My State:
Free Special Reports
Get Your FREE Special Report. Download Any One Of These FREE Special Reports, Instantly!
Featured Special Report
Claim Your Free Copy of 2018 EHS Salary Guide

This report will help you evaluate if you are being paid a fair amount for the responsibilities you are shouldering.

In addition, EHS managers can find the information to keep their departments competitive and efficient—an easy way to guarantee you are paying the right amount to retain hard-to-fill positions but not overpaying on others.

Download Now!
Bookmark and Share
July 19, 2013
Expert identifies top 10 noncompliance issues

Auto expert Terry Dortch has identified 10 compliance pitfalls that are getting auto dealerships in trouble with OSHA. The list includes issues familiar to service, retail, wholesale, and warehouse businesses as well.

For a Limited Time receive a FREE Safety Special Report on the "50 Tips For More-Effective Safety Training."  Receive 75 pages of useful safety information broken down into three training sections. Download Now

Read here to check the list, then check your facility to verify that you’re in compliance.

According to Terry Dortch, CEO of Automotive Compliance Consultants, “OSHA continues its sweep of auto dealerships in a somewhat heavy-handed way to intimidate auto dealerships by searching their premises for health and safety violations.” Dortch acknowledges that while the regulations help prevent worker injury and death, they are often ignored, leaving the door open for incidents and costly citations.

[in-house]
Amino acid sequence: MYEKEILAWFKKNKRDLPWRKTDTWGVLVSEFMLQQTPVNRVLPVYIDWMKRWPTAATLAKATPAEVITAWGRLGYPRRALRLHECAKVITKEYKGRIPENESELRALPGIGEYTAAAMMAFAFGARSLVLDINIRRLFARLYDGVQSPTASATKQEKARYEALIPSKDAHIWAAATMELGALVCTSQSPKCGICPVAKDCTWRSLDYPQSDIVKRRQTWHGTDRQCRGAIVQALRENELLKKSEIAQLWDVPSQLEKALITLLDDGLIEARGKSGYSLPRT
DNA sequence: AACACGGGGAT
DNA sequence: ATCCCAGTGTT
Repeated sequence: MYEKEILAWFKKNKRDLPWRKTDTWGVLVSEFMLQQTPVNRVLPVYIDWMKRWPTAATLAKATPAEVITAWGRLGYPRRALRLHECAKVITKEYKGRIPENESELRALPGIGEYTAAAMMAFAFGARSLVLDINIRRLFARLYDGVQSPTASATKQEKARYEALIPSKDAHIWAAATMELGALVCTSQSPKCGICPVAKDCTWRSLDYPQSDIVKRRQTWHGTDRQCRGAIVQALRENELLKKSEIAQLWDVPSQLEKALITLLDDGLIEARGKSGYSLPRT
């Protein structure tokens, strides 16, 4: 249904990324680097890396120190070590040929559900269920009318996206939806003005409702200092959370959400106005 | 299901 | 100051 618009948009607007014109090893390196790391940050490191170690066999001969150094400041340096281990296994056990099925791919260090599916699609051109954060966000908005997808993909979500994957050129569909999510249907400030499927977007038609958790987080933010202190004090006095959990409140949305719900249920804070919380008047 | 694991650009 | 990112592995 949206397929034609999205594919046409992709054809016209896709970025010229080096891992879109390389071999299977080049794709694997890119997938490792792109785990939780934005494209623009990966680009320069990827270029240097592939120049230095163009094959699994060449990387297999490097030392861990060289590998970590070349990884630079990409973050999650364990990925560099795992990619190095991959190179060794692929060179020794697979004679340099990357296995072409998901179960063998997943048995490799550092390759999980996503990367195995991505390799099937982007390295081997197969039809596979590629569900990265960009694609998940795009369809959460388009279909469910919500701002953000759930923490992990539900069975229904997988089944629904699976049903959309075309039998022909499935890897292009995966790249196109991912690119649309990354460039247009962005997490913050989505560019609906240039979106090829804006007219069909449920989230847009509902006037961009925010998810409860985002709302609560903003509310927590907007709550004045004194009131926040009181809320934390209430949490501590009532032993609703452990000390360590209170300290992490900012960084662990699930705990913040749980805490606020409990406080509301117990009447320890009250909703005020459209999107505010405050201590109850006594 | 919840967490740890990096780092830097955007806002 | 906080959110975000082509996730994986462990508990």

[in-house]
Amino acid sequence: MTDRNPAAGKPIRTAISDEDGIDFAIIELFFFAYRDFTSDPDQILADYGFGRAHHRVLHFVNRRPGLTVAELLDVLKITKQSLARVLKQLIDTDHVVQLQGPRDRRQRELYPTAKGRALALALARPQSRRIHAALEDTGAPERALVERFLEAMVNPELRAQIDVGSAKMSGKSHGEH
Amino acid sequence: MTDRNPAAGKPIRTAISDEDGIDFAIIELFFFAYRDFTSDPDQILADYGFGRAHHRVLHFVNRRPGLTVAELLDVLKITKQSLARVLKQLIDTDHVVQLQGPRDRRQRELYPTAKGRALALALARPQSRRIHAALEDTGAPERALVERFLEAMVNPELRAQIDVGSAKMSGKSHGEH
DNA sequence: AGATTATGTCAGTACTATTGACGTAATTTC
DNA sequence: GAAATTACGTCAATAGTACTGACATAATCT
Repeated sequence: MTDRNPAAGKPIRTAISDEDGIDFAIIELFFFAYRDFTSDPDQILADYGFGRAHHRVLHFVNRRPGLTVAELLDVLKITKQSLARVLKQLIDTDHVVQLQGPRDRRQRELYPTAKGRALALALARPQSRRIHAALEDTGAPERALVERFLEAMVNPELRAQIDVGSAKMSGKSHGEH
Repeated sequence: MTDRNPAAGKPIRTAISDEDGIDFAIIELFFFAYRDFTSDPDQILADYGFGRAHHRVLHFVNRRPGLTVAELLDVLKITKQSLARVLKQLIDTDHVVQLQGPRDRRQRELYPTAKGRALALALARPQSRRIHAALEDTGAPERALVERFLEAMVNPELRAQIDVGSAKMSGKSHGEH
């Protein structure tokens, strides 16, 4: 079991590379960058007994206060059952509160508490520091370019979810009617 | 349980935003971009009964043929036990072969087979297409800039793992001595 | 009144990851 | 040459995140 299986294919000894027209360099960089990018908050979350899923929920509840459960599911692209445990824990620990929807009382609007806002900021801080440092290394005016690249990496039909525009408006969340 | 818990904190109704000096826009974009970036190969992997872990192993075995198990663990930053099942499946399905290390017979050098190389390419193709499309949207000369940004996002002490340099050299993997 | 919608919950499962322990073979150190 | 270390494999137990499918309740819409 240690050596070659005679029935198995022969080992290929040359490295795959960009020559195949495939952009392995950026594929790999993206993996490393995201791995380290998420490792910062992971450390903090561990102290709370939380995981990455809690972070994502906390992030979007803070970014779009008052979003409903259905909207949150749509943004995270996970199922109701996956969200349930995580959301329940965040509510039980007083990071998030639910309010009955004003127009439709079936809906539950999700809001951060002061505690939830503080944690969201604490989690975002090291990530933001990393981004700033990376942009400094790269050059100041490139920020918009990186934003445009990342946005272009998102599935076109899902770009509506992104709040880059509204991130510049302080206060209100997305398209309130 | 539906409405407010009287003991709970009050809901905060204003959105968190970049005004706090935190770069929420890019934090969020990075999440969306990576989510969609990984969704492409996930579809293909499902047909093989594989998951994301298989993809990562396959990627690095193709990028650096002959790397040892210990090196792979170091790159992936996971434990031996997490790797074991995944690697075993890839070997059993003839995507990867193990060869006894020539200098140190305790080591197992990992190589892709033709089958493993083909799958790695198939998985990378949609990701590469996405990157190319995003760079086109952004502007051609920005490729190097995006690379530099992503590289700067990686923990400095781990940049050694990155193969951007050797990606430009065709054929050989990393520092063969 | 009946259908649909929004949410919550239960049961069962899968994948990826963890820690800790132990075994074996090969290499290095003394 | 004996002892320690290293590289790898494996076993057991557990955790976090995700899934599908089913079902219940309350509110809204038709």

Be mindful of these common hazards

Here’s Dortch’s list of top 10 concerns to address “before OSHA does.”

  • No free-flowing eyewash station accessible within a 10-second or 55-foot walk of technicians,
  • Eyewash stations not inspected and cleaned weekly,
  • Workers not properly trained in the new globally harmonized system (GHS) for hazardous material shipping and labeling,
  • No annual test documentation for fire extinguishers,
  • No recent forklift operator safety training (required every 3 years),
  • No regular checking of proper labeling of bottles of chemicals,
  • No recent first-aid kit inspection and restocking,
  • No recent lift safety and function inspections,
  • Improper battery core storage (must be on a proper pad with secondary containment), and
  • Unsafe use of extension cords or use of extension cords in an unsafe environment.

Dortch concludes that these are all “easy fixes” if they are taken care of before OSHA arrives. “After that, OSHA fines for noncompliance can be painful.”

Featured Special Report:
2018 EHS Salary Guide
Twitter  Facebook  Linked In
Follow Us
Copyright © 2021 Business & Legal Resources. All rights reserved. 800-727-5257
This document was published on
Document URL: